Moving Violation Questions
Moving violations are the result of violating a driving law while the vehicle is in motion. The word "motion" separates the violation from other traffic violations such as parking tickets, no insurance tickets, not registering your vehicle, etc. A few examples of moving violations are; reckless driving, DWI, running a red light, and changing lanes without the use of a turn indicator. Because there are many different types of moving violations, the outcome of each violation usually depends on how severe the infraction is. To learn more about moving violations, you can take a look at the following questions that have been answered by Experts.
I received a moving violation in Las Vegas. The citation has the wrong name, wrong car, wrong address, and wrong time, as well as the wrong charge as I was stopped at red at a red light. Can I get this dismissed?
With all of the information not matching you or your vehicle, it would be hard to attach you to the citation, especially if the license plate number was wrong. You would probably be able to argue that if police officer was unable to document the correct information, he probably had the events confused as well. However, the judge would have the final say in this situation. From all of the mistakes made on the citation, it would appear that you would probably have a good chance of having the ticket dismissed.
The charge would probably still apply to you considering the officer was pursuing you as you came to a stop at the red light. It is possible that the judge would find the charge of a moving violation was proper, therefore would agree to the citation. While there are many mistakes on the moving violation, you may still consider hiring an attorney. With the assistance of an attorney, you may be cleared of the charge as well as protect your driving record and insurance.
I got a moving violation ticket 3 months ago and just found out I have 1 DMV count on my record. How can I get this removed?
If the ticket has been paid, the only option you have is to wait the 3 year period for the moving violation to go off your record. Generally, if a person has no moving violations on their record for 18 months prior to a new ticket, they would be allowed to go to traffic school. By doing this, there would be no points on that person's record. Since you have already paid the ticket, you have missed that opportunity. There is a slim change that you could go before the traffic court judge. If you can arrange a meeting before the judge, you could ask to remove your guilty plea and ask to be allowed to take the traffic course and have the points removed from your record.
Can you get a moving violation or any ticket while driving on private property or on a parking lot of a shopping center?
An officer can write a drunken driving ticket merely by you sitting behind the steering wheel of your vehicle. Your car doesn't even have to be turned on in order to get the ticket. So, in essence, you can receive a moving violation ticket while not actually be moving. Generally, an officer wouldn't write a citation if you are sitting in your driveway, however, it would depend on the circumstances. The majority of the rules of the road pertain to highways or other public access roads. The owners of a shopping center generally sign a statement that allows police officers to issue tickets to vehicles while on the shopping center's parking lot.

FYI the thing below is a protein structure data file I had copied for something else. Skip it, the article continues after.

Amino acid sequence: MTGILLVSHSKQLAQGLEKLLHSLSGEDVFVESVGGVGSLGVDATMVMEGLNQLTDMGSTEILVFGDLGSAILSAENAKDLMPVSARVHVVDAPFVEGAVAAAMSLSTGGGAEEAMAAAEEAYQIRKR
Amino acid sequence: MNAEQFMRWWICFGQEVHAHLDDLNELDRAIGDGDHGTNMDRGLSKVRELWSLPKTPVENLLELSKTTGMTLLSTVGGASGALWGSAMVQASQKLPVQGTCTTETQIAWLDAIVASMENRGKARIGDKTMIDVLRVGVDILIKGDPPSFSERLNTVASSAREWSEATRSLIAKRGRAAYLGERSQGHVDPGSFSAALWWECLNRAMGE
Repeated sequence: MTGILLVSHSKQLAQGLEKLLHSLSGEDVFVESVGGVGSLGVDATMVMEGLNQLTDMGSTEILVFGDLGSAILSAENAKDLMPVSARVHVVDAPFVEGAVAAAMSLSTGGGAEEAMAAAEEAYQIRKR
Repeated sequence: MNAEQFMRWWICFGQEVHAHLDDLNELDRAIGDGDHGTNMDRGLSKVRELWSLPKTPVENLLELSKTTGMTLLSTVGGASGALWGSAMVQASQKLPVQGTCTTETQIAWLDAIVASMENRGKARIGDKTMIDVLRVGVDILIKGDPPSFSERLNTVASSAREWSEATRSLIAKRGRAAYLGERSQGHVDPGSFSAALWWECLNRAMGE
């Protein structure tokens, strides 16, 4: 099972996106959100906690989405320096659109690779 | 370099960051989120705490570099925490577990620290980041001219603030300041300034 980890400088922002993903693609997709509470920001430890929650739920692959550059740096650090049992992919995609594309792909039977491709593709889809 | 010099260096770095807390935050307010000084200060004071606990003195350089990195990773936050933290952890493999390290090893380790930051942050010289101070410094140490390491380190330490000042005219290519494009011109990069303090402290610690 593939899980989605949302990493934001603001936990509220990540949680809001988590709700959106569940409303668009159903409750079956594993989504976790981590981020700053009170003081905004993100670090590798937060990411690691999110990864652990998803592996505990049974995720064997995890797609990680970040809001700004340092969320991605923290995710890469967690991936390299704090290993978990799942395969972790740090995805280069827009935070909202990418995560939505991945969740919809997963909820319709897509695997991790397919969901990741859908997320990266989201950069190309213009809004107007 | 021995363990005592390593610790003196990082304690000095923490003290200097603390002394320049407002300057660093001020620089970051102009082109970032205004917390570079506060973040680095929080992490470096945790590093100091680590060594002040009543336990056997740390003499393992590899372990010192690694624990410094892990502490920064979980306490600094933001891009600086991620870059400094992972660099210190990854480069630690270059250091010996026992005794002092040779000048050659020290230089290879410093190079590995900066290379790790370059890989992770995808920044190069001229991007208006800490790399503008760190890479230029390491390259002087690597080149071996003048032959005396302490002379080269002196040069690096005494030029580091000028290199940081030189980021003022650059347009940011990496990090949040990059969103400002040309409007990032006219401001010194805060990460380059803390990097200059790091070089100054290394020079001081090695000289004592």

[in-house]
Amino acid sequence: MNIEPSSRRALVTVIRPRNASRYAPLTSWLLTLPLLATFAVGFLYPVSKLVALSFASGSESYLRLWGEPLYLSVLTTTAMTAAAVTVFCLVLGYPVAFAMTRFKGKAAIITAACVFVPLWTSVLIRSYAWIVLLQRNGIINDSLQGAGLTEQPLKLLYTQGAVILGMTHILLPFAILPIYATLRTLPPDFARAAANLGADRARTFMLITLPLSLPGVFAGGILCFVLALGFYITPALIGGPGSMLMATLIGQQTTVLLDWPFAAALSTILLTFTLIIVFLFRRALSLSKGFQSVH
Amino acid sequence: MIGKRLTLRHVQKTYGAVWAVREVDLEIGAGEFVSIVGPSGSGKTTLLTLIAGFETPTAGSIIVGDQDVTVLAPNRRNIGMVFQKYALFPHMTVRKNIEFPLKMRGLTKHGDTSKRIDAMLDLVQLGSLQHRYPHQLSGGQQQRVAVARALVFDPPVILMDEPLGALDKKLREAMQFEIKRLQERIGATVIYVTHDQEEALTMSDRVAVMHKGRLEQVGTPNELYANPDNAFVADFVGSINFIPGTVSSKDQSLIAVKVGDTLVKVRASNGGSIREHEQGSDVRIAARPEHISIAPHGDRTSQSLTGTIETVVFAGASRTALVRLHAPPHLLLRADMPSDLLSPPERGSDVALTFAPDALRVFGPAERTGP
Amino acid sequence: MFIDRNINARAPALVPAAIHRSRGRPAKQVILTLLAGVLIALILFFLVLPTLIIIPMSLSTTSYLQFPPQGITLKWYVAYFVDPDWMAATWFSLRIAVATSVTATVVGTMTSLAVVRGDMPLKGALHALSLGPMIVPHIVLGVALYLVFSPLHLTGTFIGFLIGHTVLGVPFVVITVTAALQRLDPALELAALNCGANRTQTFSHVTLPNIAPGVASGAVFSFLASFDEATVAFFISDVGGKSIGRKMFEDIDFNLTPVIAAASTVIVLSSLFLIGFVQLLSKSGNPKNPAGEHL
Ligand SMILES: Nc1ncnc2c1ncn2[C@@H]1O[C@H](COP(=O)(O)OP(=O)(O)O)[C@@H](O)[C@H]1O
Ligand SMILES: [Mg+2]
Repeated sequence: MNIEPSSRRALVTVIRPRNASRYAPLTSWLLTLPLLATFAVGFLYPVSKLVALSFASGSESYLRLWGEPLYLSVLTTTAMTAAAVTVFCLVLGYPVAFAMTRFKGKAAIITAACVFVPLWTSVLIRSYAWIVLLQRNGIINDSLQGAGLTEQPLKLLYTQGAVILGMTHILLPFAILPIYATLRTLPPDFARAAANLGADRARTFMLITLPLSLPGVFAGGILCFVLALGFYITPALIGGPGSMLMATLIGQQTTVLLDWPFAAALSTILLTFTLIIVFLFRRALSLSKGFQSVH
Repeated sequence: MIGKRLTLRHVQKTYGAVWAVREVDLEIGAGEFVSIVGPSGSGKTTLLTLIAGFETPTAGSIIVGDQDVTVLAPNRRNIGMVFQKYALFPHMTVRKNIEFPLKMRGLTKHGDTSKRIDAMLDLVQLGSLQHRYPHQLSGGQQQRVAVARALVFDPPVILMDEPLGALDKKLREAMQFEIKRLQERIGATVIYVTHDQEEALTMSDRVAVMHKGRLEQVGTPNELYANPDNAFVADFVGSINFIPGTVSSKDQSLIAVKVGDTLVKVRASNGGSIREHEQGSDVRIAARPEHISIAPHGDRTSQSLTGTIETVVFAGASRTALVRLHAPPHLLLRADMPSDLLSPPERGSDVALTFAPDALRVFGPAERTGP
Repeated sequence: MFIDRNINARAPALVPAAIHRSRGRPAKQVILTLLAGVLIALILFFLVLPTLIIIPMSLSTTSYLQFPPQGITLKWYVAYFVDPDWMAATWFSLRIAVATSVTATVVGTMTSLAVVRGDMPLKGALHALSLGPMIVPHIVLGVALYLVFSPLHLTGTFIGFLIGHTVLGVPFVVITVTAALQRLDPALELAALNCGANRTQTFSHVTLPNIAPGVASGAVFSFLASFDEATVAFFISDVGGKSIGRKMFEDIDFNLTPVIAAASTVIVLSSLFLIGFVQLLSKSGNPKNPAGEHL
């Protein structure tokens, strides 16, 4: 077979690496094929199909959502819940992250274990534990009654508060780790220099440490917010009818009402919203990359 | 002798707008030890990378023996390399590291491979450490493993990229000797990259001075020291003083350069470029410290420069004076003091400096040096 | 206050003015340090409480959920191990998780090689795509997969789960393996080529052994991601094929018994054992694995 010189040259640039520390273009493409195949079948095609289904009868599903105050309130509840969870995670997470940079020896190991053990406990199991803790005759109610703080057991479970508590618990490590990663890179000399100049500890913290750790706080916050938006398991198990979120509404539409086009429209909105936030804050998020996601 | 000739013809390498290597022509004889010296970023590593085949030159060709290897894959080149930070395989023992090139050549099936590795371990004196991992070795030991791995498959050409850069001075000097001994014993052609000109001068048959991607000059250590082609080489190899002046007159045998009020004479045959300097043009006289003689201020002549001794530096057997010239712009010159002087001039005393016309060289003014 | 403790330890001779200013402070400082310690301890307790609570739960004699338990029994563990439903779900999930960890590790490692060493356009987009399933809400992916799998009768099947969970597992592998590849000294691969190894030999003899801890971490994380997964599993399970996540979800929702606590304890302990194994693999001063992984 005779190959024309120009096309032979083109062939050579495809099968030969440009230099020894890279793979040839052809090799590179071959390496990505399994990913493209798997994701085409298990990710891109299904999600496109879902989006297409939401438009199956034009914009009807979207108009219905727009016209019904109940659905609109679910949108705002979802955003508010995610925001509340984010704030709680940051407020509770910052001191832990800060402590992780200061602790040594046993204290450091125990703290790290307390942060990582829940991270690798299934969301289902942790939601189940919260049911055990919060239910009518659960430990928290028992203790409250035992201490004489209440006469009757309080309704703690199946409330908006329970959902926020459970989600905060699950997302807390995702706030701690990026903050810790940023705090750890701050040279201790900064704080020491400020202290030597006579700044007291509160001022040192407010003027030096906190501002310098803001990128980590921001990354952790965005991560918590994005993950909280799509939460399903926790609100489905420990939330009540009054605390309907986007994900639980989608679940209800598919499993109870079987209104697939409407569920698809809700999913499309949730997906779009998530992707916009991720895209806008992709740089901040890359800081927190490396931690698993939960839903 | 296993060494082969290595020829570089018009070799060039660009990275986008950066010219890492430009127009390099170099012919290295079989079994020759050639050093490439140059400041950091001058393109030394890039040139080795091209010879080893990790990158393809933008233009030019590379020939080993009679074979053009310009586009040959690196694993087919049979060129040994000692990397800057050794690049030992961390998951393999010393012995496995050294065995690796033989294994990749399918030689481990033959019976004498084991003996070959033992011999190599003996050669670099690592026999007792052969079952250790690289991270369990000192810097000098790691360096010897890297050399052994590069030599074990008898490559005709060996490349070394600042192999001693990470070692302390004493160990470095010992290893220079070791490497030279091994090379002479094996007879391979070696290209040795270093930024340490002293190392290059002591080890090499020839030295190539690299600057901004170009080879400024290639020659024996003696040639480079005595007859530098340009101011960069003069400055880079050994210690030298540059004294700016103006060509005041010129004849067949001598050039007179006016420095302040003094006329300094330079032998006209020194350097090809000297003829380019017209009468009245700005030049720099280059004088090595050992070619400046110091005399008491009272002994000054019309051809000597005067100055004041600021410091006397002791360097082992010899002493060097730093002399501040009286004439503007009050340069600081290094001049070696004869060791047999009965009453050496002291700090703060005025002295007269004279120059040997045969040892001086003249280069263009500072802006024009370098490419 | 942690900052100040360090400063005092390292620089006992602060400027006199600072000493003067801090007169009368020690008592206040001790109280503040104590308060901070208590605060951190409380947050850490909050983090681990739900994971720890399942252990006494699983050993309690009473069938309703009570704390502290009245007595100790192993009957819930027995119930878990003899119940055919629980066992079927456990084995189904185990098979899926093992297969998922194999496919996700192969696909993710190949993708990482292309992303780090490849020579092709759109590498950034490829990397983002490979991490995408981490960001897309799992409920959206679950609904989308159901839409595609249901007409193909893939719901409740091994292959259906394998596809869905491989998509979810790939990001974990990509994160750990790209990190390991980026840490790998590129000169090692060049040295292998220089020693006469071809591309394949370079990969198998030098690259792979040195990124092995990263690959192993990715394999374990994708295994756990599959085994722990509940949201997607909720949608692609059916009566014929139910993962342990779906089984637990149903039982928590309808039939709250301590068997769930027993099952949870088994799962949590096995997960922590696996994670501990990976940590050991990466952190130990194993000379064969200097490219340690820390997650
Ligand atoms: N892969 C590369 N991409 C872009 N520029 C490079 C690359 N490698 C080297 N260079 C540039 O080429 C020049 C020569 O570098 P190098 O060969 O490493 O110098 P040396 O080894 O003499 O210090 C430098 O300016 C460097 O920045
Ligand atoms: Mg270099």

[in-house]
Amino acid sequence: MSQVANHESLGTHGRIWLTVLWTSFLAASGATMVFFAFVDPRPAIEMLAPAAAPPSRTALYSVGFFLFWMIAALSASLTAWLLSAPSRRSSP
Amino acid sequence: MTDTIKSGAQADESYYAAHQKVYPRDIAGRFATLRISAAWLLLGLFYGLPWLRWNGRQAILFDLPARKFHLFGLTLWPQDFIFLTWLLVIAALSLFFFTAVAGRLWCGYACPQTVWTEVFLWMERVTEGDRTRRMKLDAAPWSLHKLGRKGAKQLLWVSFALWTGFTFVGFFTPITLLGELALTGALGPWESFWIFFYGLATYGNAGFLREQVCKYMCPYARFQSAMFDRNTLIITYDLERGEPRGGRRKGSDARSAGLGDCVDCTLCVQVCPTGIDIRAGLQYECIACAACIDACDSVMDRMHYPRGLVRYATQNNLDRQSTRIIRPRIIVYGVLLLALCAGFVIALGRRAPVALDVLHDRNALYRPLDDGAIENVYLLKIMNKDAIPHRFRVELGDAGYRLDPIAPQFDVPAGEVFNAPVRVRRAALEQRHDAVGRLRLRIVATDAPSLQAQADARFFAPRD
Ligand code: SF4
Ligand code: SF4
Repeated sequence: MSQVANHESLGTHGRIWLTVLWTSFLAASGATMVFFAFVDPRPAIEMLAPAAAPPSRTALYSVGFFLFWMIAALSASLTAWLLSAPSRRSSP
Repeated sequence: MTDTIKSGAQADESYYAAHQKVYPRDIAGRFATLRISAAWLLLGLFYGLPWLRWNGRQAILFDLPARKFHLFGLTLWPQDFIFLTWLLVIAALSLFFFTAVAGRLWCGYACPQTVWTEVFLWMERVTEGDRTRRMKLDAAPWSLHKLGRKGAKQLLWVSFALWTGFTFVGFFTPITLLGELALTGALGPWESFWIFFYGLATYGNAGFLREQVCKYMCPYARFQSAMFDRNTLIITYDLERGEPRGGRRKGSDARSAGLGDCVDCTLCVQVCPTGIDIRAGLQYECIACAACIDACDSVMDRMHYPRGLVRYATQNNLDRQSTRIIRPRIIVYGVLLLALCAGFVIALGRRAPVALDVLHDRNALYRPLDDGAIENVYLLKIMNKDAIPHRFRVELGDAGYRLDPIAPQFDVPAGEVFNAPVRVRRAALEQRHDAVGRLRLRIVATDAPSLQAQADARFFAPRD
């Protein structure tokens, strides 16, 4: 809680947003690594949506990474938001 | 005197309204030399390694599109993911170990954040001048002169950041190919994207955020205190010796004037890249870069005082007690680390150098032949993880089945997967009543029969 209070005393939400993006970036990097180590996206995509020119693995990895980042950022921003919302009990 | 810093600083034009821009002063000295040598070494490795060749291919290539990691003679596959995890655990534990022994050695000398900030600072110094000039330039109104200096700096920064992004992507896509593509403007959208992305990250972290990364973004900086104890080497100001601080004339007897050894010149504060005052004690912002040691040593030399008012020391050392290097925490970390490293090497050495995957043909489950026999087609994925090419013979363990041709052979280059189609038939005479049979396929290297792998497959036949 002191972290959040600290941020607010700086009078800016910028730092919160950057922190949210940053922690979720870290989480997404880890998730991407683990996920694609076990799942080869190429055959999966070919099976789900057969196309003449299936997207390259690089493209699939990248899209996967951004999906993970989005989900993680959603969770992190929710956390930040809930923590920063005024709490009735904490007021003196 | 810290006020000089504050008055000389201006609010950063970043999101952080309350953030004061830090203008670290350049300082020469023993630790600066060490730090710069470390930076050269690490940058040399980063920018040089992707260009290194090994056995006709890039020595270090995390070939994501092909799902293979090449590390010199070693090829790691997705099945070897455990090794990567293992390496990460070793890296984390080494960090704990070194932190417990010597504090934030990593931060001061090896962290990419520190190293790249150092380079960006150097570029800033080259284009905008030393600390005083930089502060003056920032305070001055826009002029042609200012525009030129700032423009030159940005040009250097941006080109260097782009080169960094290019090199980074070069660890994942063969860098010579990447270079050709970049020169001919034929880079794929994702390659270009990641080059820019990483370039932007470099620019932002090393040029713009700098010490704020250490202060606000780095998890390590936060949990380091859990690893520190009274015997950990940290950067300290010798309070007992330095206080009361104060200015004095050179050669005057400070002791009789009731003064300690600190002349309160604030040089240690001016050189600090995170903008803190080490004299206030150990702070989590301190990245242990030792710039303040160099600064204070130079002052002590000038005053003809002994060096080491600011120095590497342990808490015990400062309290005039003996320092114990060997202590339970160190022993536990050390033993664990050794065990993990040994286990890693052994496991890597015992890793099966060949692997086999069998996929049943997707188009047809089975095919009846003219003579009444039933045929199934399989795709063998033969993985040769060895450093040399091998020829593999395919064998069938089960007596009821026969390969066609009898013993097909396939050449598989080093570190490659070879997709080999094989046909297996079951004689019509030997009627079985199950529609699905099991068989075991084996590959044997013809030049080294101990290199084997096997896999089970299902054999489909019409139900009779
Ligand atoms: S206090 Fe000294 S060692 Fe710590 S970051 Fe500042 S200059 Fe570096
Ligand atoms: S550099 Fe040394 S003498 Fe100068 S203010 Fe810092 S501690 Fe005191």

How long does a moving violation ticket stay on your driving record in NY?
A moving violation ticket in NY will remain on your driving record for 3 years from the time you are found guilty of the charge. This means if you are found guilty of the moving violation in July, the charge will remain on your driving record for the remainder of that year and for the following 3 years afterward. On January 1st of the fourth year, the DMV will take the charge off of your driving record.
My son was issued a moving violation for traveling in excess of 90 miles an hour. This is his first violation, but he was issued a court summons rather than a speeding ticket. What should we do?
Your son probably won't face a felony charge. It may be a possibility that he will receive a misdemeanor. You may want to hire an attorney who can work a deal with the prosecutor to lower the fine or charge since this is your son's first offense. You want to find an attorney who is familiar with the court in question. More than likely, your son will have to attend a driving class.
Moving violations occur while you are driving, opposed to other types of violations such as parking violation, improper insurance violation and invalid registration on a vehicle. Some moving violations are simple ticket fines while others may result in felony convictions. If you have questions about a moving violation, you should ask an Expert for legal insight and answers.